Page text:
## Discoveries and Experiments in the Automation of Mathematical Reasoning (2002)

Citations: | 1 - 0 self |

### BibTeX

@MISC{Shults02discoveriesand,

author = {Benjamin Price Shults},

title = {Discoveries and Experiments in the Automation of Mathematical Reasoning},

year = {2002}

}

### OpenURL

### Abstract

### Citations

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Citation Context ...s extended in this way, reasoning typically becomes much more complex. Several methods have been developed for handling higher-order reasoning. Some have developed provers for full higher-order logic =-=[2, 4]-=-. Others have implemented Godel's axioms in order to keep set theory completely within first-order logic [102]. Others have despaired of handling the problem automatically and resorted to proof checke... |

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Citation Context ...lays them. If the user asks IPR to stop and display after each step taken in the proof, the following sequents will be displayed in sequence each time the user strikes the space key. If IPR is in 122 =-=[1]-=- Show that if the product of (X) over the index set (A) is locally compact then for every B the Bth coordinate space is locally compact [2] PROMOTE Suppose that the product of (X) over the index set (... |

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Citation Context ...the Bth coordinate space is locally compact [2] PROMOTE Suppose that the product of (X) over the index set (A) is locally compact and show that for every B the Bth coordinate space is locally compact =-=[3]-=- CONSIDER Suppose that the product of (X) over the index set (A) is locally compact and show that the (B)th coordinate space is locally compact [4] (1) APPLY-THEOREM-SPLIT Suppose that the product of ... |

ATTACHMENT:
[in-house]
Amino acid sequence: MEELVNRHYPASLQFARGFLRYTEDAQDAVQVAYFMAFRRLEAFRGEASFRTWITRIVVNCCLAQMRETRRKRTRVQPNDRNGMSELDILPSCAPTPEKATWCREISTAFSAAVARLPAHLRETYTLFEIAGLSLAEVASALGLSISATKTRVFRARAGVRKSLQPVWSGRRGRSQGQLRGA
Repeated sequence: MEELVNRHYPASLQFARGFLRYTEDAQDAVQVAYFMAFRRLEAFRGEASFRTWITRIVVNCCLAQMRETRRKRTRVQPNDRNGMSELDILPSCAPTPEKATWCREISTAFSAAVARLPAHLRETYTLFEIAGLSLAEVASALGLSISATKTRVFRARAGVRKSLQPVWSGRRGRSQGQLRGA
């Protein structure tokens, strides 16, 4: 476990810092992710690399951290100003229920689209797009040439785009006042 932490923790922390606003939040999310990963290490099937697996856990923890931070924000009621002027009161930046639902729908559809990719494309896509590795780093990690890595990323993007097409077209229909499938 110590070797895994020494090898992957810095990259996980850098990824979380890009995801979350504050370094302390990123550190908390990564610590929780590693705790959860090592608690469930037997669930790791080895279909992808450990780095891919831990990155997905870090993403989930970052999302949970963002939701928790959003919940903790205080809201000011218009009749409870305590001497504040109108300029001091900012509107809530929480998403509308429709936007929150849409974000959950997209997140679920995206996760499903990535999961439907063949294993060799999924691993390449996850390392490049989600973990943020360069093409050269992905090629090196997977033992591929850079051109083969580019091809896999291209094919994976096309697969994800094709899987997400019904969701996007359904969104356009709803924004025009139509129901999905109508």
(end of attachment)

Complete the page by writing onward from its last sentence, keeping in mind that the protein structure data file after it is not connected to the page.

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Citation Context ...he unifier. It was at that time that the more complex equality problems were solved by the prover. At the same time, I experimented with the sequent calculus and its variations including "lemmaiz=-=ing" [5]-=-, mixed universal and rigid variables [18], various ffi -rules [8], equality methods [18, 85] and unification strategies. In those early days, the prover was tested on Pelletier's problems [97] and wa... |

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Citation Context ...terms are equal, those equalities are automatically used to decide whether some new pair of terms are equal. This technique has been expanded, specialized and generalized by Kapur [76, 124], Bachmair =-=[9]-=- and Dershowitz [51]. Larry Wos and his group incorporated their own rewriting techniques into their resolution provers [122]. These methods are called demodulation and paramodulation. Another method ... |

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Citation Context ...s completes the description of the analytic tableau method. The method is complete, i.e., any true sentence can be proved by the method [54], and there are various methods of making it more efficient =-=[8, 20, 82, 94]-=-. We emphasize how easy it is to translate proofs in this system into natural, readable proofs. Section 5.2 gives some examples of proofs translated automatically into English by the IPR program. Now ... |